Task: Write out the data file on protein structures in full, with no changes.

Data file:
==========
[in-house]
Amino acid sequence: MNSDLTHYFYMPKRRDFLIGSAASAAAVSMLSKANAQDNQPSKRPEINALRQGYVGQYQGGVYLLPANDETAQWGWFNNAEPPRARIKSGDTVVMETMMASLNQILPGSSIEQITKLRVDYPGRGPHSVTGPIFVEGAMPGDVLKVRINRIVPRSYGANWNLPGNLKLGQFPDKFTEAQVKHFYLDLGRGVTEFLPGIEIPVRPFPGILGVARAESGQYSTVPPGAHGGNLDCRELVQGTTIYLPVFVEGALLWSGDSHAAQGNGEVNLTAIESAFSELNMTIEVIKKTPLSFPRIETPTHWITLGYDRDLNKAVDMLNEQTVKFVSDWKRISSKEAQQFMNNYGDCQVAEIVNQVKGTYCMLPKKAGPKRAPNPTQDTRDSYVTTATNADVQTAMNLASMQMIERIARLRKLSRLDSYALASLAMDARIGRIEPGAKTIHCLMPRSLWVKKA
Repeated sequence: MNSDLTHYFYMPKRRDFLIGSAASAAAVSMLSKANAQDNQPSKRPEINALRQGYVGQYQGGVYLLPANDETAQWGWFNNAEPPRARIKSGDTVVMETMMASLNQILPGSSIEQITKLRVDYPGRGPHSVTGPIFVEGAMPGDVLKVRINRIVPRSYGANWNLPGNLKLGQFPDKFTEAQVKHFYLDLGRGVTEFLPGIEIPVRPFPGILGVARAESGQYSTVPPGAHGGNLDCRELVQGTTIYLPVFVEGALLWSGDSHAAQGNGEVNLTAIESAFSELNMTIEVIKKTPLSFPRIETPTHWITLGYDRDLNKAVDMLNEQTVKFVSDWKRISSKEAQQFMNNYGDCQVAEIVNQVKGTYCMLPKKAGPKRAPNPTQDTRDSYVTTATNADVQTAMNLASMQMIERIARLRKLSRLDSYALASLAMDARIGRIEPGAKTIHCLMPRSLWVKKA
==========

[in-house]
Amino acid sequence: MNSDLTHYFYMPKRRDFLIGSAASAAAVSMLSKANAQDNQPSKRPEINALRQGYVGQYQGGVYLLPANDETAQWGWFNNAEPPRARIKSGDTVVMETMMASLNQILPGSSIEQITKLRVDYPGRGPHSVTGPIFVEGAMPGDVLKVRINRIVPRSYGANWNLPGNLKLGQFPDKFTEAQVKHFYLDLGRGVTEFLPGIEIPVRPFPGILGVARAESGQYSTVPPGAHGGNLDCRELVQGTTIYLPVFVEGALLWSGDSHAAQGNGEVNLTAIESAFSELNMTIEVIKKTPLSFPRIETPTHWITLGYDRDLNKAVDMLNEQTVKFVSDWKRISSKEAQQFMNNYGDCQVAEIVNQVKGTYCMLPKKAGPKRAPNPTQDTRDSYVTTATNADVQTAMNLASMQMIERIARLRKLSRLDSYALASLAMDARIGRIEPGAKTIHCLMPRSLWVKKA
Repeated sequence: MNSDLTHYFYMPKRRDFLIGSAASAAAVSMLSKANAQDNQPSKRPEINALRQGYVGQYQGGVYLLPANDETAQWGWFNNAEPPRARIKSGDTVVMETMMASLNQILPGSSIEQITKLRVDYPGRGPHSVTGPIFVEGAMPGDVLKVRINRIVPRSYGANWNLPGNLKLGQFPDKFTEAQVKHFYLDLGRGVTEFLPGIEIPVRPFPGILGVARAESGQYSTVPPGAHGGNLDCRELVQGTTIYLPVFVEGALLWSGDSHAAQGNGEVNLTAIESAFSELNMTIEVIKKTPLSFPRIETPTHWITLGYDRDLNKAVDMLNEQTVKFVSDWKRISSKEAQQFMNNYGDCQVAEIVNQVKGTYCMLPKKAGPKRAPNPTQDTRDSYVTTATNADVQTAMNLASMQMIERIARLRKLSRLDSYALASLAMDARIGRIEPGAKTIHCLMPRSLWVKKA